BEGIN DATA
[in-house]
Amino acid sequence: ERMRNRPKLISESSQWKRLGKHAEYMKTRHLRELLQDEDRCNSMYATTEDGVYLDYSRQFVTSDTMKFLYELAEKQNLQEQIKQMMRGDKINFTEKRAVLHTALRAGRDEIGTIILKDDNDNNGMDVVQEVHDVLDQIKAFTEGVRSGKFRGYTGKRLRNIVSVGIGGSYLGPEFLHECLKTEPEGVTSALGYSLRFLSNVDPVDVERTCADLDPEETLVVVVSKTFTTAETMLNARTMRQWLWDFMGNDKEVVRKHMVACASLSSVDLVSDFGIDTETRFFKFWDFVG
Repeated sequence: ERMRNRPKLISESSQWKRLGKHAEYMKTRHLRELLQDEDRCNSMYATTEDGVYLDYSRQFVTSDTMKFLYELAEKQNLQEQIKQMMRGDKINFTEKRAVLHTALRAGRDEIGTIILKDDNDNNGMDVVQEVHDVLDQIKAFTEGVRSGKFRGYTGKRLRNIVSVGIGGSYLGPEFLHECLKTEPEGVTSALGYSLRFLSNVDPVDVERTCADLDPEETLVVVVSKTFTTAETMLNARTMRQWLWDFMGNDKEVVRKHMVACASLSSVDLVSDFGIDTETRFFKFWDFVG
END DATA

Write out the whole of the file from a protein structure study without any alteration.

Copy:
[in-house]
Amino acid sequence: ERMRNRPKLISESSQWKRLGKHAEYMKTRHLRELLQDEDRCNSMYATTEDGVYLDYSRQFVTSDTMKFLYELAEKQNLQEQIKQMMRGDKINFTEKRAVLHTALRAGRDEIGTIILKDDNDNNGMDVVQEVHDVLDQIKAFTEGVRSGKFRGYTGKRLRNIVSVGIGGSYLGPEFLHECLKTEPEGVTSALGYSLRFLSNVDPVDVERTCADLDPEETLVVVVSKTFTTAETMLNARTMRQWLWDFMGNDKEVVRKHMVACASLSSVDLVSDFGIDTETRFFKFWDFVG
Repeated sequence: ERMRNRPKLISESSQWKRLGKHAEYMKTRHLRELLQDEDRCNSMYATTEDGVYLDYSRQFVTSDTMKFLYELAEKQNLQEQIKQMMRGDKINFTEKRAVLHTALRAGRDEIGTIILKDDNDNNGMDVVQEVHDVLDQIKAFTEGVRSGKFRGYTGKRLRNIVSVGIGGSYLGPEFLHECLKTEPEGVTSALGYSLRFLSNVDPVDVERTCADLDPEETLVVVVSKTFTTAETMLNARTMRQWLWDFMGNDKEVVRKHMVACASLSSVDLVSDFGIDTETRFFKFWDFVG